You might not want to use E.E. Cummings as an example to use lowercase. Not because of the fact that he did it for no reason, but because he used a ton of ethnic slurs in his poems.
I AM TEMPTED TO WRITE THIS WHOLE POST IN CAPITAL LETTERS. But I will not because I am a normal and sane human being.
Well, many would object to that last statement.
The lowercase movement is a thing, apparently. Honestly, I cannot get too mad at this Canadian professor because she has the most awesome last name I have ever seen.
Dr. Linda Manyguns (such an awesome last name), who serves as Associate Vice President of Indigenization and Decolonization at Mount Royal University in Calgary, will only use lowercase unless speaking or writing about Indigenous struggles:
we support and expand the goal of equality and inclusion to all forms of life and all people. we join leaders like e. e. cummings, bell hooks, and peter kulchyski, who reject the symbols of hierarchy wherever they are found and do not use capital letters except to acknowledge the Indigenous struggle for recognition.
we resist acknowledging the power structures that oppress and join the movement that does not capitalize.
the office of indigenization and decolonization supports acts that focus on inclusion and support the right of all people to positive inclusion and change.
Lady, give me a freaking break.
Um, can someone tell Manygunsthat E.E. Cummings had many ethnic slurs in his poems? He didn’t have a problem with capital letters. The tradition of using lowercase for his name came after his death because publishing houses published his name in lowercase. Even his wife got mad when someone said he legally changed his name to the lowercase spelling.
Bell Hooks chose to use lowercase for her name “to place focus on her work rather than her name, on her ideas rather than her personality.”
I don’t know why Canadian professor Peter Kulchyski uses lowercase, but whatever.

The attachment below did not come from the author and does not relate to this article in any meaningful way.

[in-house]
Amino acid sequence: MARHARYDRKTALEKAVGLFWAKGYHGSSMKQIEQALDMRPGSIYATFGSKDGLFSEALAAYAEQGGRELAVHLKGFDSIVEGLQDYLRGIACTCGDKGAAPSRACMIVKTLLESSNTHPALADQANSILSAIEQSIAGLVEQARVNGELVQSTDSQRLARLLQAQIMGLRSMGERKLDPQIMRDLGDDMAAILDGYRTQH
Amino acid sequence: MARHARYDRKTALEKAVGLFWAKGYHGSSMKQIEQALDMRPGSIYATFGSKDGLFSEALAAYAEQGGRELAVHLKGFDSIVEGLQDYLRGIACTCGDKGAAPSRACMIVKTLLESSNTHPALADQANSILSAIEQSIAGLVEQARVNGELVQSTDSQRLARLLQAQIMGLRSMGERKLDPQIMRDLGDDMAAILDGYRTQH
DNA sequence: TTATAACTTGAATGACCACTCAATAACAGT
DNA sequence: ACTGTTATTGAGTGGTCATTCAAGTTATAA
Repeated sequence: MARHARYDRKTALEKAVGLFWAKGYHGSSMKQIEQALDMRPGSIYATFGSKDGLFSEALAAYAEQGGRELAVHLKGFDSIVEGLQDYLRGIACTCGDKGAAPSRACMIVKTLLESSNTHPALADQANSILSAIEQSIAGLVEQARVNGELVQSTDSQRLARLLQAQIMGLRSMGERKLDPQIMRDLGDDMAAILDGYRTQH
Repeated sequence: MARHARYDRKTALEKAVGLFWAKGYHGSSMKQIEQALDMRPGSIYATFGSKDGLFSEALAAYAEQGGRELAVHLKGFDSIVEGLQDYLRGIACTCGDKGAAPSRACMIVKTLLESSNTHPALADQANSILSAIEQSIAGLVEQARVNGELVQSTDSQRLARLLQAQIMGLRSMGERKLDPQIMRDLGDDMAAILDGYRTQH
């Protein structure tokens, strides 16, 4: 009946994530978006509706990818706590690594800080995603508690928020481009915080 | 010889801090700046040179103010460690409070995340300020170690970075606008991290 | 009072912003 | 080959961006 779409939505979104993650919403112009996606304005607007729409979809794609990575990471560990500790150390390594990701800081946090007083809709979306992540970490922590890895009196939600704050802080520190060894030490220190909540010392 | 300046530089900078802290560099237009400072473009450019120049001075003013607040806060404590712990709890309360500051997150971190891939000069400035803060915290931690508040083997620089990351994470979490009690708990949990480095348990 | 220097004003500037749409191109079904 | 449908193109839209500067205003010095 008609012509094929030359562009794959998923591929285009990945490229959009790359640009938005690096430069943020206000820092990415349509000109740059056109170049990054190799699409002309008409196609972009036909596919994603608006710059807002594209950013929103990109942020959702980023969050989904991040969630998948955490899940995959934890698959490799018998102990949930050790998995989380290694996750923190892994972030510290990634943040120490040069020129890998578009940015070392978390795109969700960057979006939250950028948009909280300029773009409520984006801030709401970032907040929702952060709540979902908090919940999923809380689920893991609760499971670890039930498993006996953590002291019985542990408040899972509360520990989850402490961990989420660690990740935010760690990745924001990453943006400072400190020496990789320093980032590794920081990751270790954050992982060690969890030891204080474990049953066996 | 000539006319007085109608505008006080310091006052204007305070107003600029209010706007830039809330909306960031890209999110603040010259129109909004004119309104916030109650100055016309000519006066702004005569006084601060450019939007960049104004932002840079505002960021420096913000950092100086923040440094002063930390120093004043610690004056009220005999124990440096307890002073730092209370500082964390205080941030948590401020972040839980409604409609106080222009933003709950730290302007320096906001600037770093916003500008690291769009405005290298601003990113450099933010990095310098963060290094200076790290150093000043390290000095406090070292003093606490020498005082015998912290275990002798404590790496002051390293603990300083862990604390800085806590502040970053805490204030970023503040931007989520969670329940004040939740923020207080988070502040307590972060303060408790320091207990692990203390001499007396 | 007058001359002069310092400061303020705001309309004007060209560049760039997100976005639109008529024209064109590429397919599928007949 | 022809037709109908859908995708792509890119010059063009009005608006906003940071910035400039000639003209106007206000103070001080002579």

Indigenous people have been actively engaged in a multidimensional struggle for equality, since time immemorial. we strive for historical-cultural recognition and acknowledgment of colonial oppression that persistently devalues the diversity of our unique cultural heritages.
these sites of struggle are generally found at blockades, where demonstrations against racism occur, where racialization and cultural domination, and discrimination leave the mark of imbalance and abuses of power. sometimes these sites generate media interest but interest is generally fickle.
the explicit demonstration and practice of aboriginal culture in everyday life or at places of resistance is called by academics ‘eventing.’
How about we educate people instead of tearing apart language and linguistics? She is the associate vice-president of Indigenization and decolonization. I don’t think she’ll face problems going forward with her plans.
I like her idea of planting a garden with Indigenous plants and implementing traditional languages into classes. That’s how you do it. You don’t do it with some stupid lowercase movement.
Stop trying to make people feel guilty for the sins of those in the past. I know Manyguns is in Canada, but plenty of people do the same in America. I refuse to feel guilt because of what white people did in the past.DONATE
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